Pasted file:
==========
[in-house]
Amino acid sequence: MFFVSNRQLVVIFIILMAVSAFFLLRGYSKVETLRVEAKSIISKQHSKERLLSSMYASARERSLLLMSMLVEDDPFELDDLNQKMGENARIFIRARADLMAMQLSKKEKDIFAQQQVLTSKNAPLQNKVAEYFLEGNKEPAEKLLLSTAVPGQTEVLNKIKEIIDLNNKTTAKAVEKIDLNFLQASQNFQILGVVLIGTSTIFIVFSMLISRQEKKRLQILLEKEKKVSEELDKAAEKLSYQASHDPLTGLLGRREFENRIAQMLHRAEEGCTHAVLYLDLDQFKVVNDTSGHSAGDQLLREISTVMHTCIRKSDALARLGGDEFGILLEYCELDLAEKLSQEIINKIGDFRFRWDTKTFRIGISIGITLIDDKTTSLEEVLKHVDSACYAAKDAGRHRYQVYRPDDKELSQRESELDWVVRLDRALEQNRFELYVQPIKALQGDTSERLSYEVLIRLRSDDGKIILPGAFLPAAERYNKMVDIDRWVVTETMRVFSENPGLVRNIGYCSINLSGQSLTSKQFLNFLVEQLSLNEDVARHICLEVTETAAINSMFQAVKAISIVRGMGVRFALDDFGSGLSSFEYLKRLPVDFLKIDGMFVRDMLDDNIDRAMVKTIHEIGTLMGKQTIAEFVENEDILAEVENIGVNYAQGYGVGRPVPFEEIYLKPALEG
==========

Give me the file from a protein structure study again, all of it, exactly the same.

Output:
[in-house]
Amino acid sequence: MFFVSNRQLVVIFIILMAVSAFFLLRGYSKVETLRVEAKSIISKQHSKERLLSSMYASARERSLLLMSMLVEDDPFELDDLNQKMGENARIFIRARADLMAMQLSKKEKDIFAQQQVLTSKNAPLQNKVAEYFLEGNKEPAEKLLLSTAVPGQTEVLNKIKEIIDLNNKTTAKAVEKIDLNFLQASQNFQILGVVLIGTSTIFIVFSMLISRQEKKRLQILLEKEKKVSEELDKAAEKLSYQASHDPLTGLLGRREFENRIAQMLHRAEEGCTHAVLYLDLDQFKVVNDTSGHSAGDQLLREISTVMHTCIRKSDALARLGGDEFGILLEYCELDLAEKLSQEIINKIGDFRFRWDTKTFRIGISIGITLIDDKTTSLEEVLKHVDSACYAAKDAGRHRYQVYRPDDKELSQRESELDWVVRLDRALEQNRFELYVQPIKALQGDTSERLSYEVLIRLRSDDGKIILPGAFLPAAERYNKMVDIDRWVVTETMRVFSENPGLVRNIGYCSINLSGQSLTSKQFLNFLVEQLSLNEDVARHICLEVTETAAINSMFQAVKAISIVRGMGVRFALDDFGSGLSSFEYLKRLPVDFLKIDGMFVRDMLDDNIDRAMVKTIHEIGTLMGKQTIAEFVENEDILAEVENIGVNYAQGYGVGRPVPFEEIYLKPALEG